A new perspective on weeding
Have you ever wondered why dandelions are such successful weeds? One of the reasons is because the dandelion is very good at seed dispersal. The white “fluff” produced by dandelions after the yellow flower dies off are actually the seeds. Each seed is attached to a fluffy parachute, called a pappus, which helps the seed to fly and spread far on the wind.
Dandelions can reproduce by “apomixis”, which is a process of asexual reproduction via the seed. This means the dandelion flower doesn’t need to be fertilized or cross-pollinated in order to reproduce – it can just clone itself by sending it’s seeds out on the wind! The dandelion is truly a fascinating plant. Keep on reading to see how fascinating it is even from the inside!
Cellular structures in the dandelion leaf midrib
We made a thin transversal slice through the central midrib from the leaf of a dandelion plant. The first feature you might notice in this microscopy image is the “eyes” in the midvein. Each of the eye is a vascular bundle, also known as a leaf vein, which consists of xylem and phloem cells for transporting water and sugars. Towards the bottom outer edges of the midrib you can see green cells. These cells spread out into the blade (flat part) of the leaf and are full of chloroplasts for absorbing light energy for photosynthesis. There is a hole in the centre because the “pith” cells of the midrib are so delicate they got crushed during sectioning.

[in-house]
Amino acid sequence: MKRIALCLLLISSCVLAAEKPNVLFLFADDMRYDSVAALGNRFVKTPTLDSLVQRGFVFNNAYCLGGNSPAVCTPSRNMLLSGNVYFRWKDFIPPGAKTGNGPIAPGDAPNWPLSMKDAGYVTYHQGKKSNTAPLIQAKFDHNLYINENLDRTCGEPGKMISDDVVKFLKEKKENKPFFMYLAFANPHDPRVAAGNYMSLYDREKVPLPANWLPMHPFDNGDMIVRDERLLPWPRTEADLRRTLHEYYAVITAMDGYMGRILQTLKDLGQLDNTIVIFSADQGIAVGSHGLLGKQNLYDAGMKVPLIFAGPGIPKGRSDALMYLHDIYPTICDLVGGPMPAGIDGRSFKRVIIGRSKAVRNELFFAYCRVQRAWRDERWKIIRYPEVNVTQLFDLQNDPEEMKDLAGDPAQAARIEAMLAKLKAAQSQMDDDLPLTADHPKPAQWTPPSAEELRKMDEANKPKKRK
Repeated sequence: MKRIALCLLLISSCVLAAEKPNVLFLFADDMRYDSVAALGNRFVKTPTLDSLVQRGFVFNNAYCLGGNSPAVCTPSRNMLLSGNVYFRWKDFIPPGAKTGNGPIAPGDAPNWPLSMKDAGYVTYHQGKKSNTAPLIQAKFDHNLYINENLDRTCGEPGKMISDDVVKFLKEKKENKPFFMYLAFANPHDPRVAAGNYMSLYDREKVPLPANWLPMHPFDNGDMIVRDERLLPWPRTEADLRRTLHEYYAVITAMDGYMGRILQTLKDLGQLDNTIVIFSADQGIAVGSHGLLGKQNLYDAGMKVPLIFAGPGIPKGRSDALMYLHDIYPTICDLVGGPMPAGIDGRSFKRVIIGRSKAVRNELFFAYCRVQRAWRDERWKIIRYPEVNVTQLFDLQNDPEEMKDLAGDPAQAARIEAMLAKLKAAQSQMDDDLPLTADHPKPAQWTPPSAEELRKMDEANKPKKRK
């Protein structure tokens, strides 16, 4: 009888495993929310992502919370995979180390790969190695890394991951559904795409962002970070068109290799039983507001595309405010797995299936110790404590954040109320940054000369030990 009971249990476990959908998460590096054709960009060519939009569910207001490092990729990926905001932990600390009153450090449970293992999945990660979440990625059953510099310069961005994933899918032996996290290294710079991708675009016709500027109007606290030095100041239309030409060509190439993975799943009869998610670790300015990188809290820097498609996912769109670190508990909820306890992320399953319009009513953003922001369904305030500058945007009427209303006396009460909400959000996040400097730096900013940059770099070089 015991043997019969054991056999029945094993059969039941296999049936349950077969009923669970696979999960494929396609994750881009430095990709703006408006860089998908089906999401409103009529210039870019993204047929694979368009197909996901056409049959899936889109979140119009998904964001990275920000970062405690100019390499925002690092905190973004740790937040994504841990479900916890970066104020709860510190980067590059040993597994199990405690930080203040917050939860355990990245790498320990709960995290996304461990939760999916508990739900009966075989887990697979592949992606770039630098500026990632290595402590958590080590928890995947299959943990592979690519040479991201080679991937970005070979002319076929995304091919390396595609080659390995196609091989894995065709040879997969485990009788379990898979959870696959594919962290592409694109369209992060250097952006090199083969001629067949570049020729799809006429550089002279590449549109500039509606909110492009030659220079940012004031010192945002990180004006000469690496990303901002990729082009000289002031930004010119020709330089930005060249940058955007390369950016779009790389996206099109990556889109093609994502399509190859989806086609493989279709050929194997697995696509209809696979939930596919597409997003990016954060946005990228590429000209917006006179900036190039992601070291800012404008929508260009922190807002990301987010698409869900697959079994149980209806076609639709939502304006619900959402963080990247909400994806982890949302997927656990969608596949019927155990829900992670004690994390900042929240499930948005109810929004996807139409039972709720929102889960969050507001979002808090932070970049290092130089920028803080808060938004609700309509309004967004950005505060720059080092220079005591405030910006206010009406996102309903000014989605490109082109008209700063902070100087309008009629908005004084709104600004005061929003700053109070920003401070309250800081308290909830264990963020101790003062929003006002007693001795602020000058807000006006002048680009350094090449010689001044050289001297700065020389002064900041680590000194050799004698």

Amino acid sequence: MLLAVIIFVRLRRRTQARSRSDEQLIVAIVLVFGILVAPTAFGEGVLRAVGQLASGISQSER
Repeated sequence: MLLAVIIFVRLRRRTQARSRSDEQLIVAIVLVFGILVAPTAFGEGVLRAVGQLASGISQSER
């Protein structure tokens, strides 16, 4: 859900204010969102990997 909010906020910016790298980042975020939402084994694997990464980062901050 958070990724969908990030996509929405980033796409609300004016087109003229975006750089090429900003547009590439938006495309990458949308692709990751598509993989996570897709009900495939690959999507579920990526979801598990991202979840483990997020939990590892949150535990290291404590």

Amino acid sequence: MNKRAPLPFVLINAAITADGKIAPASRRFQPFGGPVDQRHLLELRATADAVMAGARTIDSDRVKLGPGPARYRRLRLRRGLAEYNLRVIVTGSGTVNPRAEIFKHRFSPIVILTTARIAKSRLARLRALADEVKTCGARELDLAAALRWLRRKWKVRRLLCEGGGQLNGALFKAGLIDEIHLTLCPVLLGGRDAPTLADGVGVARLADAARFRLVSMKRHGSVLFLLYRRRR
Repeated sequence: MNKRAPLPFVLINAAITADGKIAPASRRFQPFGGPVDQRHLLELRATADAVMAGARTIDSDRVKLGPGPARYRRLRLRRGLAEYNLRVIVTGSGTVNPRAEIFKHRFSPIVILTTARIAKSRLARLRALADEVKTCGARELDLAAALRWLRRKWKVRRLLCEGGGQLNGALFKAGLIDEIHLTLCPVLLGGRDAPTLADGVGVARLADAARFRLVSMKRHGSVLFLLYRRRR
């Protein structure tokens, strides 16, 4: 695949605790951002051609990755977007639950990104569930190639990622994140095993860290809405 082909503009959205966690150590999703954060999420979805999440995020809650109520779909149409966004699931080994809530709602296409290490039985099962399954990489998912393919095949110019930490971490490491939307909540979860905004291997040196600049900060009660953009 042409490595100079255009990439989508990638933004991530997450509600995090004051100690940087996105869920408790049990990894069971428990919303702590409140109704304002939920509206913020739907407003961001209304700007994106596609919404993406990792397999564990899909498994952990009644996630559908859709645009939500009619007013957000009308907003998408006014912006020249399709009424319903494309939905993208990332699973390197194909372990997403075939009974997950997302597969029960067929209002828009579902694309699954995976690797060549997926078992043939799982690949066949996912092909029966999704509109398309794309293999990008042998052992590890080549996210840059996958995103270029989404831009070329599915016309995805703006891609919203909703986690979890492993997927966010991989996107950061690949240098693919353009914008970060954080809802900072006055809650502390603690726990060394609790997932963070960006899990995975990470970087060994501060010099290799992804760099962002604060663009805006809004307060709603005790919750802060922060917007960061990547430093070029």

Dandelion pattern colour variations
To construct a circular, bubbly dandelion pattern, we used a singular vascular bundle put on repeat. We decided to go with green and yellow colour schemes to reflect the dandelion itself. In a third version we kept the colours from the dye that we used in the laboratory to make the cells of this thin slice visible. The yellow-brown colour scheme comes out super-retro and we love that it reflects the joyful yellow shade of the dandelion flower.
Which is your fave? Blue, green or retro-yellow?⠀
This pattern is currently (Nov 2020) available on linen at Tygverket Stockholm.